|Publication number||US5016971 A|
|Application number||US 07/424,794|
|Publication date||May 21, 1991|
|Filing date||Oct 20, 1989|
|Priority date||Oct 20, 1989|
|Also published as||CA2024722A1, CA2024722C, DE69008299D1, DE69008299T2, EP0423994A1, EP0423994B1|
|Publication number||07424794, 424794, US 5016971 A, US 5016971A, US-A-5016971, US5016971 A, US5016971A|
|Inventors||Hui-pin Hsu, Soon Jang, Lee R. Hinze|
|Original Assignee||Hughes Aircraft Company|
|Export Citation||BiBTeX, EndNote, RefMan|
|Patent Citations (6), Referenced by (10), Classifications (8), Legal Events (8)|
|External Links: USPTO, USPTO Assignment, Espacenet|
1. Field of the Invention
The present invention relates to optical fiber technology. More specifically, the present invention relates to techniques for splicing optical fiber.
While the present invention is described herein with reference to illustrative embodiments for particular applications, it should be understood that the invention is not limited thereto. Those having ordinary skill in the art and access to the teachings provided herein will recognize additional modifications, applications, and embodiments within the scope thereof and additional fields in which the present invention would be of significant utility.
2. Description of the Related Art
At present, only a few optical fiber manufacturers have the capability of making long, high strength, low loss, high quality fibers. Accordingly, optical fiber splicing is required more and more frequently to meet certain demanding applications.
High strength, low loss optical fiber splicing requires: (1) proper fiber preparation, (2) proper fiber alignment prior to fusion, (3) the bringing together and mating of the fibers during the fusion process, and (4) application of a precise temperature profile during the fusion and post fusion annealing processes.
Control of the temperature profile is of particular importance. The temperature profile is the timing of the application of specific amounts of thermal energy for controlled durations. Fiber splicing with inadequate control of the temperature profile may result in thermal shock, i.e., structural damage to the fiber.
Conventional fiber splicing techniques include hydrogen/oxygen flame torching, H-Cl gas flame splicing, and electric arc fusing. Hydrogen/oxygen flame torching was not an automated process. The temperature of the fiber had to be controlled by the operator. Splice quality was inconsistent due to the dependence on the skill of the operator. It was also difficult to align and control the movement of the fibers with the precision necessary to achieve a low loss splice. Hence, hydrogen/oxygen flame torching suffered low yields of high strength, low loss, high quality optical fiber due to poor control of the temperature profile, alignment and movement of the fiber.
H-CI gas flame splicing was known to yield high strength splices, but H-CI gas was found to be extremely hazardous.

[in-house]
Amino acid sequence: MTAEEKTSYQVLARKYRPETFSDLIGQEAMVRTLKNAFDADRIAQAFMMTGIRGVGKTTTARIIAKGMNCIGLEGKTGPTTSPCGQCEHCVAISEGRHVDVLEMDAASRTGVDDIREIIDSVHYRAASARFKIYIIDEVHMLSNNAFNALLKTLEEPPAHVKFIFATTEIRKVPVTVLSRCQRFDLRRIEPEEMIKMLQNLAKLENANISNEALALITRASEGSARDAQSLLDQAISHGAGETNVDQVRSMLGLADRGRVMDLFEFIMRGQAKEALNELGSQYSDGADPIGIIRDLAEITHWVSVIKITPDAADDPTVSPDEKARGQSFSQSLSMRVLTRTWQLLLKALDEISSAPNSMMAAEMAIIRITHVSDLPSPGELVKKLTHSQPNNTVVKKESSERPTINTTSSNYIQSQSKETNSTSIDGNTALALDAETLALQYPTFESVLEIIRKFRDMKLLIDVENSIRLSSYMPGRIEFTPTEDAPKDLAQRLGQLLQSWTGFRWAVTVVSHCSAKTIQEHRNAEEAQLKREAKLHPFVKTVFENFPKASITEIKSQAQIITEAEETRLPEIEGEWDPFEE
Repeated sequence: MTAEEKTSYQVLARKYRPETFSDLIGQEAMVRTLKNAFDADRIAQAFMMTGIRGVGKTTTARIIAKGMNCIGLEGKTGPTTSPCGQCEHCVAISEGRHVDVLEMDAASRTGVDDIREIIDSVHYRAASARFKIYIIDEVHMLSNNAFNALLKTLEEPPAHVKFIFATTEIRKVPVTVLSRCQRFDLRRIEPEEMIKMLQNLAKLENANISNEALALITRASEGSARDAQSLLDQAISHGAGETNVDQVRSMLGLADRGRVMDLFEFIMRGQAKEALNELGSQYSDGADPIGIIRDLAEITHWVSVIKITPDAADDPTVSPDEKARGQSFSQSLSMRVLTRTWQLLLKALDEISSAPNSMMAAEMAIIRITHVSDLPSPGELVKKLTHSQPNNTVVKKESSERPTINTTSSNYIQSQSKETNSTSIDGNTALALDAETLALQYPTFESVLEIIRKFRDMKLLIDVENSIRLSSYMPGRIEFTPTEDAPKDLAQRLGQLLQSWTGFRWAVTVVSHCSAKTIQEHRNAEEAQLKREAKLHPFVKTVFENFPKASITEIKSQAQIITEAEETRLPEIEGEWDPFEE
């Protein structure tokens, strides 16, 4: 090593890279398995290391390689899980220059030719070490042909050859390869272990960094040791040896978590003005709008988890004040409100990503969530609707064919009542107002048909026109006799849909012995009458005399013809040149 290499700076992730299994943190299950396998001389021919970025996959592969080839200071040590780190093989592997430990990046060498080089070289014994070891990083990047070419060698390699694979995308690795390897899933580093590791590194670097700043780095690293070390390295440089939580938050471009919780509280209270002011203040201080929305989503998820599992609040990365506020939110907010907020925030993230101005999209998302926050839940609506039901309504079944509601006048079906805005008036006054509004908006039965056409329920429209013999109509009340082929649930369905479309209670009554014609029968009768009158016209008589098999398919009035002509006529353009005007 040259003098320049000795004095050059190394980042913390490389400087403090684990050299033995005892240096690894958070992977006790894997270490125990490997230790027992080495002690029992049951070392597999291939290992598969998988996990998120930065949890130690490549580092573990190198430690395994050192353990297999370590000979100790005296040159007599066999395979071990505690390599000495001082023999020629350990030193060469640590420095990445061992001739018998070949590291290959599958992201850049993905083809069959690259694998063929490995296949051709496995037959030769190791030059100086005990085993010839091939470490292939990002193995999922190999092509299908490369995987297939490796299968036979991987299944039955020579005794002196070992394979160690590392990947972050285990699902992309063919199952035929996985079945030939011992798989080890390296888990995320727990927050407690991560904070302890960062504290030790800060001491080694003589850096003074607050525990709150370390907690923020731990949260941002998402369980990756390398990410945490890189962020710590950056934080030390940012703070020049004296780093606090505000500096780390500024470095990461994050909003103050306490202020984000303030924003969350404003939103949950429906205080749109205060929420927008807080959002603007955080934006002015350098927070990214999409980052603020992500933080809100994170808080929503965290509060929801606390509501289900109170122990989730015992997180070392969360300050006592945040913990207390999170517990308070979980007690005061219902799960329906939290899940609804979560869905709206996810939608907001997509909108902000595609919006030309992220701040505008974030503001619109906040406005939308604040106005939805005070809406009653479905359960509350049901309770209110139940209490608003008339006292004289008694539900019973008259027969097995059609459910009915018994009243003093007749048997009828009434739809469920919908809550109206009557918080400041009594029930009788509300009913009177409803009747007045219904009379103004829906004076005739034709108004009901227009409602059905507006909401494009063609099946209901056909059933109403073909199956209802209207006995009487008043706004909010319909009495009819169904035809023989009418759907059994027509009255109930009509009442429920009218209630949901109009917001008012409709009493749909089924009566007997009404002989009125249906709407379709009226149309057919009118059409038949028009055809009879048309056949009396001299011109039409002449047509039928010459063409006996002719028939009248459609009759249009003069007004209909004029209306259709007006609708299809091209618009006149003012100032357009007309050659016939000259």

Electric arc fusing is an automated process by which a computer controlled fiber positioner aligns the fiber ends face-to-face until optimum transmission is achieved through the junction. A high voltage is applied to two electrodes creating electric art induced heat. With an appropriate temperature profile, the temperature of the fiber reaches the melting point of glass, surface tension pulls the fiber ends together and the ends are fused. With insufficient heat, the glass will not melt. With excessive heat, the fiber ends melt away from each other.
While effective in providing a high strength splice, electric arc fusing has certain shortcomings. First, as with torch and flame splicing, it is somewhat difficult to control the temperature profile with this technique. Secondly, the ionized air gases generated by the electrode, tend to contaminate the fusion surfaces. As a result of the above problems this technique tends to yield inconsistent results.
Thus, there is a need in the art for an optical fiber splicing system which affords better control of the splicing temperature without contamination. In addition, there is a need for a system which would apply fusion heat without disturbing the alignment of the fiber ends and without causing thermal shock to the fiber. Further, there is a need for a system which would provide consistent high strength, low optical loss fusion splicing.
The need in the art is addressed by the present invention which provides an improved optical fiber splicing system. The system of the invention includes a positioning system for moving two optical fiber ends into relative alignment at a junction. A high intensity beam of energy is directed at the junction of the fiber ends to achieve the temperatures required for fusing the ends. The focus of the beam is controlled to maintain the proper temperature profile of the energy density applied to the optical fiber junction.
The invention provides an automated computer controlled process which yields consistent, high strength, low loss, high quality splices.